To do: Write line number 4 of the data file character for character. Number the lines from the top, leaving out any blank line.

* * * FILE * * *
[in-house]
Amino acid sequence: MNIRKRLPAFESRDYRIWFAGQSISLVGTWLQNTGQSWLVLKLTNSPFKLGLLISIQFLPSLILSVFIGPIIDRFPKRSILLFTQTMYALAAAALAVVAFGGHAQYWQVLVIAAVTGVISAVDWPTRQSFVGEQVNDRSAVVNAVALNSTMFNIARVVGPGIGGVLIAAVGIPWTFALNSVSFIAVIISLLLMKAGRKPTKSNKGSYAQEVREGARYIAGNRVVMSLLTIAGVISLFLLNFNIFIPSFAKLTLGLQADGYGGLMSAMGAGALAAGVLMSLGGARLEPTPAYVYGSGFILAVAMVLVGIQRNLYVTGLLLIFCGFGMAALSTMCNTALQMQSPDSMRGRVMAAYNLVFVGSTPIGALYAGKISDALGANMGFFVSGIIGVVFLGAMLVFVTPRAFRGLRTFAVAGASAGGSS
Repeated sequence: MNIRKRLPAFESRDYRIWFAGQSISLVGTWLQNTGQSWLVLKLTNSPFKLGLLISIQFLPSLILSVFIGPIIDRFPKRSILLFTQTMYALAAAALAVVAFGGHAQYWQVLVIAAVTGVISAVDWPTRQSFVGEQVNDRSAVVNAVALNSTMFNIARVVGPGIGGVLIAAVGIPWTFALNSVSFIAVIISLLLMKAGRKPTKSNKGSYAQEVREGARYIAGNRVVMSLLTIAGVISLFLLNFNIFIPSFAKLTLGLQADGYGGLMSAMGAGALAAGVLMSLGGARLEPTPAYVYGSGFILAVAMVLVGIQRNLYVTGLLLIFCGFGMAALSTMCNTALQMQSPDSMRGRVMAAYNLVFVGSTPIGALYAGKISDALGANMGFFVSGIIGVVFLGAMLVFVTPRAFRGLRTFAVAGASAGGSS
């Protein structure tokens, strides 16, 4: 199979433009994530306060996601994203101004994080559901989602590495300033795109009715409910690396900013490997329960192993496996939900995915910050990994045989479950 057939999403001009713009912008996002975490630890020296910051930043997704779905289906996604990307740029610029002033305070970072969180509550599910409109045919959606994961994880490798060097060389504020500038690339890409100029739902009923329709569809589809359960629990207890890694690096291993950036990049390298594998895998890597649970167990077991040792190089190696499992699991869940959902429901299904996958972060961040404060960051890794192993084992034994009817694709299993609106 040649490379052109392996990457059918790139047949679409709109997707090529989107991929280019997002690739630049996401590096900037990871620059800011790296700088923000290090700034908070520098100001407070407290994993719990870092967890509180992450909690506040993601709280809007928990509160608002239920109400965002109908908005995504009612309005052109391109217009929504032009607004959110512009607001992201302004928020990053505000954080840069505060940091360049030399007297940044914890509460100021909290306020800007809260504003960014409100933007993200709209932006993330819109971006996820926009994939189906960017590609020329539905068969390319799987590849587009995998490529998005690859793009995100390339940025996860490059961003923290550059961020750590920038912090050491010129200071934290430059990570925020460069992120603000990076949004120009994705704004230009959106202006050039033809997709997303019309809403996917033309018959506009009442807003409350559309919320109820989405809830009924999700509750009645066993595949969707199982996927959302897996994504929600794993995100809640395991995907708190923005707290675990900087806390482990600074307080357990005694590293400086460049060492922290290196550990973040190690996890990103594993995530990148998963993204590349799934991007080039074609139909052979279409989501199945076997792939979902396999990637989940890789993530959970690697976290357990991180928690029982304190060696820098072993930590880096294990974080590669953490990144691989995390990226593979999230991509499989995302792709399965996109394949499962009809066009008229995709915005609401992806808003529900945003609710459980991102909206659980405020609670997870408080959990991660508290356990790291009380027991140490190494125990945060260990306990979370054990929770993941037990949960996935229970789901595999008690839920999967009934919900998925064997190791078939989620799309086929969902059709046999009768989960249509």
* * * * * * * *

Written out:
């Protein structure tokens, strides 16, 4: 199979433009994530306060996601994203101004994080559901989602590495300033795109009715409910690396900013490997329960192993496996939900995915910050990994045989479950 057939999403001009713009912008996002975490630890020296910051930043997704779905289906996604990307740029610029002033305070970072969180509550599910409109045919959606994961994880490798060097060389504020500038690339890409100029739902009923329709569809589809359960629990207890890694690096291993950036990049390298594998895998890597649970167990077991040792190089190696499992699991869940959902429901299904996958972060961040404060960051890794192993084992034994009817694709299993609106 040649490379052109392996990457059918790139047949679409709109997707090529989107991929280019997002690739630049996401590096900037990871620059800011790296700088923000290090700034908070520098100001407070407290994993719990870092967890509180992450909690506040993601709280809007928990509160608002239920109400965002109908908005995504009612309005052109391109217009929504032009607004959110512009607001992201302004928020990053505000954080840069505060940091360049030399007297940044914890509460100021909290306020800007809260504003960014409100933007993200709209932006993330819109971006996820926009994939189906960017590609020329539905068969390319799987590849587009995998490529998005690859793009995100390339940025996860490059961003923290550059961020750590920038912090050491010129200071934290430059990570925020460069992120603000990076949004120009994705704004230009959106202006050039033809997709997303019309809403996917033309018959506009009442807003409350559309919320109820989405809830009924999700509750009645066993595949969707199982996927959302897996994504929600794993995100809640395991995907708190923005707290675990900087806390482990600074307080357990005694590293400086460049060492922290290196550990973040190690996890990103594993995530990148998963993204590349799934991007080039074609139909052979279409989501199945076997792939979902396999990637989940890789993530959970690697976290357990991180928690029982304190060696820098072993930590880096294990974080590669953490990144691989995390990226593979999230991509499989995302792709399965996109394949499962009809066009008229995709915005609401992806808003529900945003609710459980991102909206659980405020609670997870408080959990991660508290356990790291009380027991140490190494125990945060260990306990979370054990929770993941037990949960996935229970789901595999008690839920999967009934919900998925064997190791078939989620799309086929969902059709046999009768989960249509």